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Epidemiology & Risk Factors

Strongyloides is known to exist on all continents except for Antarctica, but it is most common in the tropics, subtropics, and in warm temperate regions. The global prevalence of Strongyloides is unknown, but experts estimate that there are between 30–100 million infected persons worldwide.

In the United States, a series of small studies in select populations have shown that between 0-6.1% of persons sampled were infected. Studies in immigrant populations have shown a much higher percentage of infected persons ranging from 0-46.1%.

Strongyloides is found more frequently in the socioeconomically disadvantaged, in institutionalized populations, and in rural areas. It is often associated with agricultural activities.

The most common way of becoming infected with Strongyloides is by contacting soil that is contaminated with Strongyloides larvae. Therefore, activities that increase contact with the soil increase the risk of becoming infected, such as:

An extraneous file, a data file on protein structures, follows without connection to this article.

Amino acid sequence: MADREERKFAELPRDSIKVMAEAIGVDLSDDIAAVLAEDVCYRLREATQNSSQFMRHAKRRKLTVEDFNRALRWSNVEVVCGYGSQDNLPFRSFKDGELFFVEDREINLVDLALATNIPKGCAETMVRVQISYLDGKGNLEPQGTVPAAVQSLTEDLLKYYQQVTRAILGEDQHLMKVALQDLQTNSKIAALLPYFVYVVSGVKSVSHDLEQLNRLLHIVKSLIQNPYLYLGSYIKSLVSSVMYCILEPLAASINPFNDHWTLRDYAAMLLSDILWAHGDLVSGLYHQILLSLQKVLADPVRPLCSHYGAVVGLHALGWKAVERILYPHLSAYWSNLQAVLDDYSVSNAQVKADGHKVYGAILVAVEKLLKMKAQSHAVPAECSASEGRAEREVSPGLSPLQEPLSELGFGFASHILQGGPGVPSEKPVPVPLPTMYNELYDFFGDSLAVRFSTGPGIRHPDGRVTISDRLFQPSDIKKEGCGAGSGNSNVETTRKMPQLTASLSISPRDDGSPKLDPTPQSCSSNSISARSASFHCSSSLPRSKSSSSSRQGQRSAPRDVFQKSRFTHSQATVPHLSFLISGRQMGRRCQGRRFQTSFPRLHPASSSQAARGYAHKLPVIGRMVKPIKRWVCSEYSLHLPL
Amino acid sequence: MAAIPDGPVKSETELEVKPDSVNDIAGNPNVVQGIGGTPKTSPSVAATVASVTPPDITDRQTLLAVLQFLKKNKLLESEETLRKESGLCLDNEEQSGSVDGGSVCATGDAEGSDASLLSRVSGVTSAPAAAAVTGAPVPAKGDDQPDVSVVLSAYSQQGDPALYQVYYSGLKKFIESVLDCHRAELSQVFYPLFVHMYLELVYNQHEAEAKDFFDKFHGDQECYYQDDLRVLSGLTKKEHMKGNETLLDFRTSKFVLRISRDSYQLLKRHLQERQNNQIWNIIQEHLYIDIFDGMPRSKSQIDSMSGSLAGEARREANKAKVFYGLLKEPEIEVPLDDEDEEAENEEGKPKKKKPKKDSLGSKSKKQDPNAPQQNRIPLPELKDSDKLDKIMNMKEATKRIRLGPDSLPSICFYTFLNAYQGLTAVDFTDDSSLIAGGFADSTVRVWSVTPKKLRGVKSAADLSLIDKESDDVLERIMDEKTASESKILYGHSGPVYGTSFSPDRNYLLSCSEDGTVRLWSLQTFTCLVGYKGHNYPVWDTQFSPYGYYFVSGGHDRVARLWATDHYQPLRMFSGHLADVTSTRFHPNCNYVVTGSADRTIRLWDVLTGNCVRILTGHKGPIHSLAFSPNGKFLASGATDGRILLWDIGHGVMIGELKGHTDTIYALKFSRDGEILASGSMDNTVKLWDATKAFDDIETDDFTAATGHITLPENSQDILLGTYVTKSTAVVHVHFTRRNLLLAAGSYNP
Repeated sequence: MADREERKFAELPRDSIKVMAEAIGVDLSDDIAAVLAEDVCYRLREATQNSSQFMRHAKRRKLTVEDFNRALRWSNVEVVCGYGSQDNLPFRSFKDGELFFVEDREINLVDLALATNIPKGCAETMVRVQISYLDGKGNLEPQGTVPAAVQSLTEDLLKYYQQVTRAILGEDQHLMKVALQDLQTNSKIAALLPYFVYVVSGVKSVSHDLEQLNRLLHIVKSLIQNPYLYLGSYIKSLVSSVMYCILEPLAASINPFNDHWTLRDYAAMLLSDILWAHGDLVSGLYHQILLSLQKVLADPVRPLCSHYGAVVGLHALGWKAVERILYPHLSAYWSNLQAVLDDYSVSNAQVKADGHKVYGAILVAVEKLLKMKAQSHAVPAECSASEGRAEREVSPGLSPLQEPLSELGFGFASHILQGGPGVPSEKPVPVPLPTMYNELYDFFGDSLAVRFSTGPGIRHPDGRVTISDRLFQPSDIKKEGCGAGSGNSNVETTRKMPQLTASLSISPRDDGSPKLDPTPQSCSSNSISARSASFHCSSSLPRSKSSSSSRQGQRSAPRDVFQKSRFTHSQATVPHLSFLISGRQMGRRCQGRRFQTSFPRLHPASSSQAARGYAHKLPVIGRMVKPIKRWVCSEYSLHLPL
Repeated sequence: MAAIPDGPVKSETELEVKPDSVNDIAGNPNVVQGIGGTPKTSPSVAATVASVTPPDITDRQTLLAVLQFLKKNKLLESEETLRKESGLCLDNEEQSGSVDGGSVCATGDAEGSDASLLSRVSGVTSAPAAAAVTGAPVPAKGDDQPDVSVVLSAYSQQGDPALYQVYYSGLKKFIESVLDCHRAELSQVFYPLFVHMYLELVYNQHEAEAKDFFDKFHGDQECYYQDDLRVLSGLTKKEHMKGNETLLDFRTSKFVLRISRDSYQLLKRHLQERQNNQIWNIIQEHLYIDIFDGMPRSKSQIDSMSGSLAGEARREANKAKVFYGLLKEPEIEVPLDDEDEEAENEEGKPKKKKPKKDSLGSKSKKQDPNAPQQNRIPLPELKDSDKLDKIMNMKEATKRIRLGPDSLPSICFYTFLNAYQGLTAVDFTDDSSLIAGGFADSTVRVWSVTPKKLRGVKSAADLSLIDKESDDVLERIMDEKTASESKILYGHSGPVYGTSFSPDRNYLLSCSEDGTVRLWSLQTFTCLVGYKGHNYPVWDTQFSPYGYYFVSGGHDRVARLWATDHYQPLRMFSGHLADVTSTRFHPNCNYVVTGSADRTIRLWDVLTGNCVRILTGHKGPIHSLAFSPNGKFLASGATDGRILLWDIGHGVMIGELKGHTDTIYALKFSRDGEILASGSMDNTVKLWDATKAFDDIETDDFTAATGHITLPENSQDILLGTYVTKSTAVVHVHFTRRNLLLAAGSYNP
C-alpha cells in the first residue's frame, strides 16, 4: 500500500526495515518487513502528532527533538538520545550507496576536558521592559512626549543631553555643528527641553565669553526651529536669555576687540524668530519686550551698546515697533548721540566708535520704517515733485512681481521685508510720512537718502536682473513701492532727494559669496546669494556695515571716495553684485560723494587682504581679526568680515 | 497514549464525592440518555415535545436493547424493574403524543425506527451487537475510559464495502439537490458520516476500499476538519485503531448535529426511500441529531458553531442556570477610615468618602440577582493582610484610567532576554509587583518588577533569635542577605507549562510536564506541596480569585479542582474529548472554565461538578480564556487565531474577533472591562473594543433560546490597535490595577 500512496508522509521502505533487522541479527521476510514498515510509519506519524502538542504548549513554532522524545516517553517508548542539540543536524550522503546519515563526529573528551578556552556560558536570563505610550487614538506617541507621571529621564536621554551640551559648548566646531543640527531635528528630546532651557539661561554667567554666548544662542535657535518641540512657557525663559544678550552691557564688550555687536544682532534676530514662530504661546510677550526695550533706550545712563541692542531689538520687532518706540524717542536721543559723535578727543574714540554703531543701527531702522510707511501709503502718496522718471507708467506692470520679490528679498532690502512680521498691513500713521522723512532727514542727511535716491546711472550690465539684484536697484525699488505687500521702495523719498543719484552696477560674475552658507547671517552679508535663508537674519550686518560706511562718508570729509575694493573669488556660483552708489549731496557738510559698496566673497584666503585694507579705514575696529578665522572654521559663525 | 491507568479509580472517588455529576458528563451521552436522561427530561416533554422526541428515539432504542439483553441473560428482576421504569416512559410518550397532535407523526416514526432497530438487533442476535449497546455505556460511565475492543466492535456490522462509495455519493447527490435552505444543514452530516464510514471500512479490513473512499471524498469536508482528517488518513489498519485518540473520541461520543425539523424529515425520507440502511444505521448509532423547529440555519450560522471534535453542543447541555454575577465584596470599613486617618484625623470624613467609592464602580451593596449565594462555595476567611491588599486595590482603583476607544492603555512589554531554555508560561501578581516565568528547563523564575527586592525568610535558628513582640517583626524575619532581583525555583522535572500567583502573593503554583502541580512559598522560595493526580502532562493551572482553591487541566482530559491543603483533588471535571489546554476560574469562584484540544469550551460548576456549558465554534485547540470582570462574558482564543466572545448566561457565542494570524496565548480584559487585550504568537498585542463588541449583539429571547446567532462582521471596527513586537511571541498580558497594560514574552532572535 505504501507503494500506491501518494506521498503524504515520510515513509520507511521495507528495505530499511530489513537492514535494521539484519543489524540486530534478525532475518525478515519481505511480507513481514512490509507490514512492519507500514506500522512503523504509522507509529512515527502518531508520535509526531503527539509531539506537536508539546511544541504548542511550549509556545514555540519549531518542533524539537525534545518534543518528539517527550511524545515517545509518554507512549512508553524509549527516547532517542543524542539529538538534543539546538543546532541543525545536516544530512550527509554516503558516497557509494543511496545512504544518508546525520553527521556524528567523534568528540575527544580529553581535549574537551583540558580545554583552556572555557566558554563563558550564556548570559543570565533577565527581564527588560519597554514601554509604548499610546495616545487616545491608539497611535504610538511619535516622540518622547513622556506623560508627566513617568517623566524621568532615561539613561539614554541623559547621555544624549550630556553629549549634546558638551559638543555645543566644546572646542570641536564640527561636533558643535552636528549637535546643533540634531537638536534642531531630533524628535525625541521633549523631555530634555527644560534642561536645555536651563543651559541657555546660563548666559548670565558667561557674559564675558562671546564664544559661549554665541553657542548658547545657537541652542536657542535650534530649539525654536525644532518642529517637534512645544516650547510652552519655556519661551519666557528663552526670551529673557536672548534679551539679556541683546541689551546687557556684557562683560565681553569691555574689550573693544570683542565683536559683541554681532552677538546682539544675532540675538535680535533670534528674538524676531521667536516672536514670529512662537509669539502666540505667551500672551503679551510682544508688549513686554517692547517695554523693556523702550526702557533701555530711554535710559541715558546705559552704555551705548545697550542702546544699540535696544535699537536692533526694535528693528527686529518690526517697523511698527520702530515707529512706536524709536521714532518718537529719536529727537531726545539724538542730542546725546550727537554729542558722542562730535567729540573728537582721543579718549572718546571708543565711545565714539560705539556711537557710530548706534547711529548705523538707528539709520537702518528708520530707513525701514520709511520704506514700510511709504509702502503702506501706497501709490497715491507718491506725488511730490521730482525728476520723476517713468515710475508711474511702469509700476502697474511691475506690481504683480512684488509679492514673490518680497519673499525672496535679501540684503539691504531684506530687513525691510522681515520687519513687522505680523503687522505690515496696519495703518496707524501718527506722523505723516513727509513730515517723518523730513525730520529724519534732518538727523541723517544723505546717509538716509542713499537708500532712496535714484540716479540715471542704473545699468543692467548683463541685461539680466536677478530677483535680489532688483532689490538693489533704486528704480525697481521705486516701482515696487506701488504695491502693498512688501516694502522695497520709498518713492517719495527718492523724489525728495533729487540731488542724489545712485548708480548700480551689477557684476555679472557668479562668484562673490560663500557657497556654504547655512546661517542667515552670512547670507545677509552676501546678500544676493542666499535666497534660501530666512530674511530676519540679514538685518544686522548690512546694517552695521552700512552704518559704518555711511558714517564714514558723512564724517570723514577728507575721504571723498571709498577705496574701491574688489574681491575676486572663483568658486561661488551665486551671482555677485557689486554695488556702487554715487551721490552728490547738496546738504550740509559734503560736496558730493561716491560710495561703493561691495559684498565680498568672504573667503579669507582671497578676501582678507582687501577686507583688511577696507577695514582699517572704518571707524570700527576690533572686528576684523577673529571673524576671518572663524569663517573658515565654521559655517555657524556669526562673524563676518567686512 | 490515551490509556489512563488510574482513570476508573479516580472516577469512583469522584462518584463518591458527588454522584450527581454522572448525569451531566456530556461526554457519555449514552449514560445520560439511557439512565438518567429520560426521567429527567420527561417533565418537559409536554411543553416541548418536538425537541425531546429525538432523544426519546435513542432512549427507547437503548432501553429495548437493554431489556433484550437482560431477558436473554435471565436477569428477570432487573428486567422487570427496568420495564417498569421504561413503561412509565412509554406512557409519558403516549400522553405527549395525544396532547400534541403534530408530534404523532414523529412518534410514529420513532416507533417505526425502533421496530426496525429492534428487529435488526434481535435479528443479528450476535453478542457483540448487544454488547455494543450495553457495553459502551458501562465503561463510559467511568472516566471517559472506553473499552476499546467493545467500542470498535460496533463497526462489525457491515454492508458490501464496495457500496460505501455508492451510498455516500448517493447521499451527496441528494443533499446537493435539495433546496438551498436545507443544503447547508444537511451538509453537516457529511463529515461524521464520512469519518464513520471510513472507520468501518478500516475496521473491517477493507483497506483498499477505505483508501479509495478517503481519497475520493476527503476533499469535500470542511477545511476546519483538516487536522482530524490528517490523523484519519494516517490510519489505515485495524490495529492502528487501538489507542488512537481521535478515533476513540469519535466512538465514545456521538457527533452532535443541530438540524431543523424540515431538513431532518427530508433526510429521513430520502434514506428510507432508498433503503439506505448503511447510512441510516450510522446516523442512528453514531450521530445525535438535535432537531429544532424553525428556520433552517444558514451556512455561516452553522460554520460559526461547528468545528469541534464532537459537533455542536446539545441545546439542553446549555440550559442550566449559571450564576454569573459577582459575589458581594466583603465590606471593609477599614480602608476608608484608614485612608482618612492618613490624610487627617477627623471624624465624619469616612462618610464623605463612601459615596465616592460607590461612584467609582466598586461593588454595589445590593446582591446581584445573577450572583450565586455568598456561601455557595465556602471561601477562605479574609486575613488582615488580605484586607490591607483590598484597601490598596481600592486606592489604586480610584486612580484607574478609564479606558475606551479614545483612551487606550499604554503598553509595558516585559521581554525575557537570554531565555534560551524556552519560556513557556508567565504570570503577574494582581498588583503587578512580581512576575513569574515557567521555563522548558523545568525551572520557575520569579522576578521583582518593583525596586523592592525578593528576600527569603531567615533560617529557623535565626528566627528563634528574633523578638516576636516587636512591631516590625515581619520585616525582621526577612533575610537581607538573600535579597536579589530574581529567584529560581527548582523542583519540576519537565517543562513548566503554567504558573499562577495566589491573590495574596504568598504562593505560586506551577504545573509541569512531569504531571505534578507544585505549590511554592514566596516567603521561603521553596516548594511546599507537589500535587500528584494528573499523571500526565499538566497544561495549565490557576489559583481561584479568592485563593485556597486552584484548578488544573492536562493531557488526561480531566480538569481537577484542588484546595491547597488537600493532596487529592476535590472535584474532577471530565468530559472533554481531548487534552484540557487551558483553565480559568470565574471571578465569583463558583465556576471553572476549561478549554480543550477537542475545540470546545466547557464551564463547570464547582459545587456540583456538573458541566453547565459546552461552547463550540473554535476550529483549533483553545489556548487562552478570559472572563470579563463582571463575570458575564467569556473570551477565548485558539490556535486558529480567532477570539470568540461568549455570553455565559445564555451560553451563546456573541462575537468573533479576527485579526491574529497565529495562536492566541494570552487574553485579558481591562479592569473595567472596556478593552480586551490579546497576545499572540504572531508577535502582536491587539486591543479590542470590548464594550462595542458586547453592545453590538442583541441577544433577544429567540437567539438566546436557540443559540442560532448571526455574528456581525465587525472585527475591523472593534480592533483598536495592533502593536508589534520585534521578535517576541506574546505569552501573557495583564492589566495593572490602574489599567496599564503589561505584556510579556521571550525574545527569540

• walking with bare feet
  • contact with human waste or sewage
  • occupations that increase contact with contaminated soil such as farming and coal mining.

Furthermore, many studies have shown an association with Strongyloides and infection with Human T-Cell Lymphotropic Virus-1 (HTLV-1). These studies have shown that people infected with HTLV-1 are more likely to become infected with Strongyloides, and that once infected, are more likely to develop severe cases of strongyloidiasis.

Of note, being infected with HIV/AIDS has not been shown to be a risk factor for developing Strongyloides or having a worse clinical course.

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  • Page last reviewed: May 19, 2014
  • Page last updated: May 19, 2014
  • Content source: Global Health - Division of Parasitic Diseases and Malaria
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